The international community must help ensure that no Rohingya refugee is forced back to Myanmar as long as they remain at risk of serious human rights violations following an agreement between Bangladesh and Nay Pyi Taw to form a working group to discuss repatriation of Rohingyas, rights NGO Amnesty International said on Thursday.
The governments of Bangladesh and Myanmar announced on Monday that they have established a working group to discuss the repatriation of Rohingya refugees.
More than 5,00,000 Rohingya women, men and children fled a military operation in Rakhine State in a little more than a month.
"While it is positive that Myanmar and Bangladesh are discussing options for the safe return of Rohingya to their homes, this must be a voluntary process and not lead to a hasty and reckless effort to push people back against their will," said Audrey Gaughran, Amnesty International's Director of Global Issues.
"No one should be forced back to a situation where they will continue to face serious human rights violations and systemic discrimination and segregation," she added.
Gaughran said that the Myanmar military's "horrific campaign against the Rohingya in Rakhine" state amounts to crimes against humanity.
"The very first condition that must be met before any repatriation plan becomes reality is an unconditional end to the violence. The Myanmar government must also end the entrenched discrimination that has trapped Rohingya in a cycle of deprivation and abuse for decades," she said.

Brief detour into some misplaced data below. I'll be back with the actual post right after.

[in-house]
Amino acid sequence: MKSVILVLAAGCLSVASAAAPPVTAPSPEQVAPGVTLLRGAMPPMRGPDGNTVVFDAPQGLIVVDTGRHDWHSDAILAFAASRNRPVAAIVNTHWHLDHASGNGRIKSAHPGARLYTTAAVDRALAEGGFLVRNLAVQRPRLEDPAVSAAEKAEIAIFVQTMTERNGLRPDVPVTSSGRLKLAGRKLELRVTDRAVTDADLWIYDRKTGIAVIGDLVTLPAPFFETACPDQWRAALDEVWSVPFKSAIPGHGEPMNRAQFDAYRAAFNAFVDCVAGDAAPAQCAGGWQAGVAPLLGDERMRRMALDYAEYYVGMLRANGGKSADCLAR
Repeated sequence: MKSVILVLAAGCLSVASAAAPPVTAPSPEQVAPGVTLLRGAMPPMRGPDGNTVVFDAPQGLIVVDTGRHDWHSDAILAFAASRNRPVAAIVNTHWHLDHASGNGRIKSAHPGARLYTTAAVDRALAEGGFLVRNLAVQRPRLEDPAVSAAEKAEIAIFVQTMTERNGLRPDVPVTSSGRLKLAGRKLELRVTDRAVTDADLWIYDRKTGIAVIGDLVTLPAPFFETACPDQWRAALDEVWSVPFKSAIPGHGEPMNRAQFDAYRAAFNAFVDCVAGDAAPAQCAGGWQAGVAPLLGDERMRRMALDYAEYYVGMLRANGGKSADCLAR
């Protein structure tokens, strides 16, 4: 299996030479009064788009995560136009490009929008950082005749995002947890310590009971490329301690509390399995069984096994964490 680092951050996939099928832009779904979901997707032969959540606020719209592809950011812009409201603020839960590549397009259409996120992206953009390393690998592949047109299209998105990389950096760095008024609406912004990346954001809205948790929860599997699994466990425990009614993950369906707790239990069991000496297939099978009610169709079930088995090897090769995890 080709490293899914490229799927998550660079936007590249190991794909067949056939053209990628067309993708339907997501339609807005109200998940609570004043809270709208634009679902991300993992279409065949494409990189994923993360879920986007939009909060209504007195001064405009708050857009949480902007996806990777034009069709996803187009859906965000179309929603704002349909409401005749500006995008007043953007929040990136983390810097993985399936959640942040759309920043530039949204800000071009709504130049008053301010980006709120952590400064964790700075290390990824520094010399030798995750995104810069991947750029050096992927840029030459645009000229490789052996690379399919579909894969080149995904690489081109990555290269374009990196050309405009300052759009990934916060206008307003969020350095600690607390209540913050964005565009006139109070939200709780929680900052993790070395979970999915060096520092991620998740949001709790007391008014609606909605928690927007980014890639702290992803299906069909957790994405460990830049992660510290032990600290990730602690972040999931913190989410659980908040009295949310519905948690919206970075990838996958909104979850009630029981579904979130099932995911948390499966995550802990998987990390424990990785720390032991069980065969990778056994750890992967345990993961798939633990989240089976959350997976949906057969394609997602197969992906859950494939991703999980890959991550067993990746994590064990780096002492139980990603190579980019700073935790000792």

On October 2, Bangladesh's Foreign Minister A.H. Mahmood Ali said in Dhaka that Myanmar had "shown interest" in taking Rohingya refugees back after a meeting between officials from both countries.
In the 1990s and early 2000s, tens of thousands of Rohingya refugees were returned from Bangladesh to Myanmar in a large-scale repatriation operation, with the assistance of the UN Refugee Agency, UNHCR.
Those returned have continued to face systematic state-sponsored discrimination and waves of violence in Rakhine state, Amnesty International observed.
It said the forcible return of refugees violates the principle on non-refoulement, an absolute prohibition in international and customary law on returning people to a territory where they could face a risk to their lives or other serious human rights violations.
Gaughran said that there is also "a real need" for international and UN oversight of any repatriation process.
"Bangladesh has shown exceptional generosity by opening its borders...The international community must step up to help Dhaka deal with the current crisis and its aftermath," she said.